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Artistic view of a Male Pteronarcys californica (Pteronarcyidae) (Giant Salmonfly) Stonefly Adult from the Gallatin River in Montana
Pteronarcys californica

The giant Salmonflies of the Western mountains are legendary for their proclivity to elicit consistent dry-fly action and ferocious strikes.

Dorsal view of a Neoleptophlebia (Leptophlebiidae) Mayfly Nymph from the Yakima River in Washington
Some characteristics from the microscope images for the tentative species id: The postero-lateral projections are found only on segment 9, not segment 8. Based on the key in Jacobus et al. (2014), it appears to key to Neoleptophlebia adoptiva or Neoleptophlebia heteronea, same as this specimen with pretty different abdominal markings. However, distinguishing between those calls for comparing the lengths of the second and third segment of the labial palp, and this one (like the other one) only seems to have two segments. So I'm stuck on them both. It's likely that the fact that they're immature nymphs stymies identification in some important way.
27" brown trout, my largest ever. It was the sub-dominant fish in its pool. After this, I hooked the bigger one, but I couldn't land it.
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Okanagan BC

Posts: 1
BRrooster on Jul 29, 2014July 29th, 2014, 4:17 pm EDT
Hi all
First time poster here. Ive been fly fishing for many years , but by no means call myself an expert. Ive always liked to use dry flies the most, like Tom Thumbs and suchlike. The thrill of the strike and the splash and all that. But recently I have been thinking of trying Nymph fishing. Just today I was at a small mountain lake and fishing off and improvised dock. There were a few fish rising, but my dry flys were not getting any action. I only have a few different nymph type patterns , and I tried them all. Dont really know what they are called. Couldnt see anything swimming around in the water to try and match. Several 6 to 10 inch trout were foraging where I could see them and once in a while one woud show a little interest in my presentation, then swim away. A nice 18 to 20 incher would cruise by occationally but did not even look at my flies. I tried ,a couple of shades of green, some greys a black and some lighter colored ones.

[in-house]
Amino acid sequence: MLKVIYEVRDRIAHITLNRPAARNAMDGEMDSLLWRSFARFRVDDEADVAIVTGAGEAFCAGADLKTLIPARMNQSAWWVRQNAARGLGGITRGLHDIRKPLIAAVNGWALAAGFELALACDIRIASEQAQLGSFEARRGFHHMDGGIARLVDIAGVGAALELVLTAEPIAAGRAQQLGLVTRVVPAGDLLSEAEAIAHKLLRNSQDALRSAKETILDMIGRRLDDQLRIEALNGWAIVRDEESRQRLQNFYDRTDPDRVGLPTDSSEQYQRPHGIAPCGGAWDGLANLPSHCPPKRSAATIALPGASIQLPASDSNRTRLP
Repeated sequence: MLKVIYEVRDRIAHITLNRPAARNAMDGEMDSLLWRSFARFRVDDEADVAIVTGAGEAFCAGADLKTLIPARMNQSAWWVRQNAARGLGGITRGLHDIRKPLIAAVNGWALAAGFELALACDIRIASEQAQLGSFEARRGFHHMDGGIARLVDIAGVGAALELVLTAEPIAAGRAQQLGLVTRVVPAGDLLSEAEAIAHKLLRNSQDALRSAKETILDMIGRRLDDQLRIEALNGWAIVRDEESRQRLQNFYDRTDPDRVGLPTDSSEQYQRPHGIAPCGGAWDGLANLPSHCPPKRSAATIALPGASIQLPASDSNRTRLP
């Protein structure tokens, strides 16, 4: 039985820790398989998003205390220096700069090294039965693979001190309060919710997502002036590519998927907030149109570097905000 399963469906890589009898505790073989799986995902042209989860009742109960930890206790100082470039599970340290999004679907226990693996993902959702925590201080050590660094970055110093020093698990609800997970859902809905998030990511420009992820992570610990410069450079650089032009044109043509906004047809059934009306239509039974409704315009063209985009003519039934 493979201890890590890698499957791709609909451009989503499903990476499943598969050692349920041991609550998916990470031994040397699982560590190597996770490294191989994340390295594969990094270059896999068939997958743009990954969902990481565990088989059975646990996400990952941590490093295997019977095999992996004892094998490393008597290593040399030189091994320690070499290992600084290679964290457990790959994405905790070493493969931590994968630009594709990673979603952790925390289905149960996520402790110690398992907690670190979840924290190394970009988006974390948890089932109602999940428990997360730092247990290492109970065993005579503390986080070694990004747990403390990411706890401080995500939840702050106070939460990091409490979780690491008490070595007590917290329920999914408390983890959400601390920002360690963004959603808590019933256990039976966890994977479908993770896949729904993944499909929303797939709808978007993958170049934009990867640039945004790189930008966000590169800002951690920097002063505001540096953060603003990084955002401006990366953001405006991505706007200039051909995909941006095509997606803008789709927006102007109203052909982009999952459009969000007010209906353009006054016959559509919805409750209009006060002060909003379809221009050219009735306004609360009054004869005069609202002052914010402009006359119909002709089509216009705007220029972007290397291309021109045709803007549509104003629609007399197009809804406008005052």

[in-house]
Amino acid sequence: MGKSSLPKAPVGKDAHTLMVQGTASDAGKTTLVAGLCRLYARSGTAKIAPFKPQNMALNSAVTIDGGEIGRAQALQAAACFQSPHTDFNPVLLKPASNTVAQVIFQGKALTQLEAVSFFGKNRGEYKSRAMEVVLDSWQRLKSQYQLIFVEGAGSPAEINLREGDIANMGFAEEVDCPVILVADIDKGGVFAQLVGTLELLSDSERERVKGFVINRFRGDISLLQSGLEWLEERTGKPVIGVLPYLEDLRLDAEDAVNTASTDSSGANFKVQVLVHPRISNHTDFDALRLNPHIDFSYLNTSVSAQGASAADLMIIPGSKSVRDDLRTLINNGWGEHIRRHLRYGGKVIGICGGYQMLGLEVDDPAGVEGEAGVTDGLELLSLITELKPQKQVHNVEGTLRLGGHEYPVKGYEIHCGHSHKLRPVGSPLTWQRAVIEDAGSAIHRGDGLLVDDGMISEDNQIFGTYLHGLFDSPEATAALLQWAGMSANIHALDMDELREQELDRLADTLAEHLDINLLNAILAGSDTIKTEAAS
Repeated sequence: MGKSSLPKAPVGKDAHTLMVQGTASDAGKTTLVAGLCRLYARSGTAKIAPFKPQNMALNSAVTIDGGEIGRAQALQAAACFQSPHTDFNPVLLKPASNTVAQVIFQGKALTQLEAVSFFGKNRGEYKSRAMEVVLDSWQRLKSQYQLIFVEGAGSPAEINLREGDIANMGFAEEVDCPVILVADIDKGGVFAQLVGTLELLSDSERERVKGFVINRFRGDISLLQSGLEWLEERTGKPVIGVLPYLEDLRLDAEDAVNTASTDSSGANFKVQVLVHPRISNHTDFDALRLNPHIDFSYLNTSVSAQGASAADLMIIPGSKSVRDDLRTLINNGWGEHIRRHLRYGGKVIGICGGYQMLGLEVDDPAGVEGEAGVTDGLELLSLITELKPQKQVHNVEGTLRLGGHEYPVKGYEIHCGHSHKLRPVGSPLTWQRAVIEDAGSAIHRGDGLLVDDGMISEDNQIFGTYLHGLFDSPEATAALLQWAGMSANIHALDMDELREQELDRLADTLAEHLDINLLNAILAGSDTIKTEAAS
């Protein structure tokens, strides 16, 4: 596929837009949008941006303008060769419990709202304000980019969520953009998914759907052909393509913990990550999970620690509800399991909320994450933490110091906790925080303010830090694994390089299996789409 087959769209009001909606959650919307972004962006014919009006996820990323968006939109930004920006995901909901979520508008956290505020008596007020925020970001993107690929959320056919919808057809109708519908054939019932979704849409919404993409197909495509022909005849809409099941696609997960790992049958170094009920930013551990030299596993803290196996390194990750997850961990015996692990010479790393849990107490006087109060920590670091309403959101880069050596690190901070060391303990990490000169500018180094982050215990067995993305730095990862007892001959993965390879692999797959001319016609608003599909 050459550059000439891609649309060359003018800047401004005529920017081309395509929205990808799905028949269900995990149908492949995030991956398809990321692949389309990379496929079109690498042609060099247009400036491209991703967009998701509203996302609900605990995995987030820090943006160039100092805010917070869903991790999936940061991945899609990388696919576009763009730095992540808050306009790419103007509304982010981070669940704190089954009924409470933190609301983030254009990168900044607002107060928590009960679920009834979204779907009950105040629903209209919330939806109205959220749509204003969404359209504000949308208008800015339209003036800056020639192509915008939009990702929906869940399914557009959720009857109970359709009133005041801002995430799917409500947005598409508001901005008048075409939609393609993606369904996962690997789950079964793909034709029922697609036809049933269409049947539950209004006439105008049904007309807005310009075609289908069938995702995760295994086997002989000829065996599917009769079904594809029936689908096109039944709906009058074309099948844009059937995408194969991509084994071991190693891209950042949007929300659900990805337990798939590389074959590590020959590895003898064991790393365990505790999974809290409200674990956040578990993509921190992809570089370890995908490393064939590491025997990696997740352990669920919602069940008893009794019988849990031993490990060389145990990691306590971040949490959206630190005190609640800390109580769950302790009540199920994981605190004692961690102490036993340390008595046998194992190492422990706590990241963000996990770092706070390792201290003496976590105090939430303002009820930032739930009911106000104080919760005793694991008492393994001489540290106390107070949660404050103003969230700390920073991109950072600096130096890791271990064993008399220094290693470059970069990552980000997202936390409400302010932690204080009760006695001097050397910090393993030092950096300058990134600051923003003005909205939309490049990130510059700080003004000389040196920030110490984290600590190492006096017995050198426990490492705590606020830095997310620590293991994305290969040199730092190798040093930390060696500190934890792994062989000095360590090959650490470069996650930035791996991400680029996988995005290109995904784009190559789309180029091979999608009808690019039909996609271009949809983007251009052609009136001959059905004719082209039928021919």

My questions are; What are your favorite colors and sizes of nymph type
flies? Are leader sizes really important? I had a sinking tip line on and the fish didnt seem too worried about my bright green line.(9ft leader)
They seemed to be foraging very near the weedy bottom , in approx 6 ft + of water.
Mid Okanagan BC Canada
Hopefully, Its never too late to learn something new!
RMlytle's profile picture

Posts: 40
RMlytle on Jul 30, 2014July 30th, 2014, 8:07 am EDT
You are probably going to need to go get some midge patterns. Try something like Ken Iwamasa's midge emerger: https://www.youtube.com/watch?v=uAa1oMDc_So

(for the rising fish)

For the foragers, use blood larva patterns.

If that doesn't work impart some motion in your nymphs. Cast well ahead of fish, let the fly sink all the way to the bottom, and when the fish gets close raise your rod tip to emulate a nymph rising up to emerge. Don't slow down when a fish gives chase or it will loose interest.
Planettrout's profile picture
Los Angeles, CA / Pullman, WA

Posts: 53
Planettrout on Aug 9, 2014August 9th, 2014, 8:16 am EDT
I just returned from a visit up to Virginia Lakes in the Eastern Sierras to test out some soft hackle patterns for use in high elevation lakes along with some other stuff that I wanted to use...I have been coming up to lakes on the Eastside since 1974...